Posted on 4 March, 2015 by Mathew
Recently ‘HKDHB.’ visited Japan and met with Teruhisa Okumara, a man who plays a vital role in the founding of this blog –that’s because he is the original author of another blog which was called bainite. It all started in one of the famous Cambridge tea breaks…
HKDHB happy at the success of his website was advising us that his quality content if what brings visitors to his website (seriously check out the phase transformations website if you are looking for information about metals). A the time blogs were quite a new phenomenon and the problem was how search engines were going to reduce the ‘blog noise’. Because blogs are heavily cross-linked and regularly updated there was a concern that it might be hard to find [other] quality content on the internet. Anyway Teruhisa mentioned this and said he would start a blog called “bainite” which would then become the topped ranked page when anyone searched for “bainite”. What happened next is a matter of some debate. He created the blog on a Japanese blogging site, and it did indeed become the top ranked page when searching for bainite when searching for Japanese language pages. Happy he had proved his point he then removed the page. Some people dispute this counts as being the number one in search engines…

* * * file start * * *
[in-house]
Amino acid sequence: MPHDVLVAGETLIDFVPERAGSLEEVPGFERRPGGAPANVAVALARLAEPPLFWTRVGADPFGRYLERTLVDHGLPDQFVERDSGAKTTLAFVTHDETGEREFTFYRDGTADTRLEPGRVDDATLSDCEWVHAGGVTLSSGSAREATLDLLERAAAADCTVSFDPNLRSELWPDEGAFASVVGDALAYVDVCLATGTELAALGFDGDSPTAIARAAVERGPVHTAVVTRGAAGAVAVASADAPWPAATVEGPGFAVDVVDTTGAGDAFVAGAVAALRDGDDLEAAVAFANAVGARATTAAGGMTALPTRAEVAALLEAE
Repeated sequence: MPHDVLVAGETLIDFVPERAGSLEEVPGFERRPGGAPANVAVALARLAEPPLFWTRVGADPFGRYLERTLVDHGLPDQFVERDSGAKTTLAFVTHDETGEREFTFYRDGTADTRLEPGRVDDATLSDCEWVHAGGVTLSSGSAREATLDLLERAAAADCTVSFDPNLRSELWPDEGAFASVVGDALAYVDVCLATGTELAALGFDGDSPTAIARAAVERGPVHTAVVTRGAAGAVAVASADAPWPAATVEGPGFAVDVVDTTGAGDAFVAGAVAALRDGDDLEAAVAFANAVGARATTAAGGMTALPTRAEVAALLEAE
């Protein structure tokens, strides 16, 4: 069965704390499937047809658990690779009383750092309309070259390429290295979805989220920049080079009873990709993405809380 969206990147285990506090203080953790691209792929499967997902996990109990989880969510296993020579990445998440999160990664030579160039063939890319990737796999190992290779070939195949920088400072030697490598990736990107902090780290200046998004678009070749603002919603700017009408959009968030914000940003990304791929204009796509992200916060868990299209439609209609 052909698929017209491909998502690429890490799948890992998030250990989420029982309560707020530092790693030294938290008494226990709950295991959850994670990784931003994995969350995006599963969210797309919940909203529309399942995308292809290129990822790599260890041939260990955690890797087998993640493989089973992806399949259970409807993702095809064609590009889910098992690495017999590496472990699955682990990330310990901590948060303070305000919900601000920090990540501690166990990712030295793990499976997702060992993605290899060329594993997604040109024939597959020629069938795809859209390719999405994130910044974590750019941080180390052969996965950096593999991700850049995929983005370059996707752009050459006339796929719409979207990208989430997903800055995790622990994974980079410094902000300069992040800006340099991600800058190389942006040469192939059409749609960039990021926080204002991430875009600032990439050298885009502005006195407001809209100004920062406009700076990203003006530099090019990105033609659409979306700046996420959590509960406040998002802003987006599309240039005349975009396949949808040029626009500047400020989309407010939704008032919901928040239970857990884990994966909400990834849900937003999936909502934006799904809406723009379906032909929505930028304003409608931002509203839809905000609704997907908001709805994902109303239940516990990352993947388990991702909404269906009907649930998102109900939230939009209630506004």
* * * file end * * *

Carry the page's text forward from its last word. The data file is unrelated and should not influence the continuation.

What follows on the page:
Anyway the seed of having a bainite blog had been planted and later I created this blog to practice my writing and see if it was possible to claim the top result for the bainite search term.
Meanwhile, back to HKDBH and Teruhisa, Teruhisa made a song for bainite while he was in Cambridge, on a recent visit HKDBH asked him to sing the song again.
Bainite… it’s special… because it’s not Pearlite (or Martensite).
Filed under: Bainite, Phase Transformations, Scientists, websites | Tagged: quality content | 1 Comment »
Posted on 19 October, 2007 by Mathew
This phase diagram should be of interested inhow to make a diamond using temperature and pressure.
Diagram from Jan M. Zazula, LHC project note 78/97, Jan 1997.
Superman can reach the pressure and temperature needed to make a diamond by compressing coal in his hand, and heating using lasers from his eyes.
Filed under: Diamonds, Material, materials science, Phase Transformations | 2 Comments »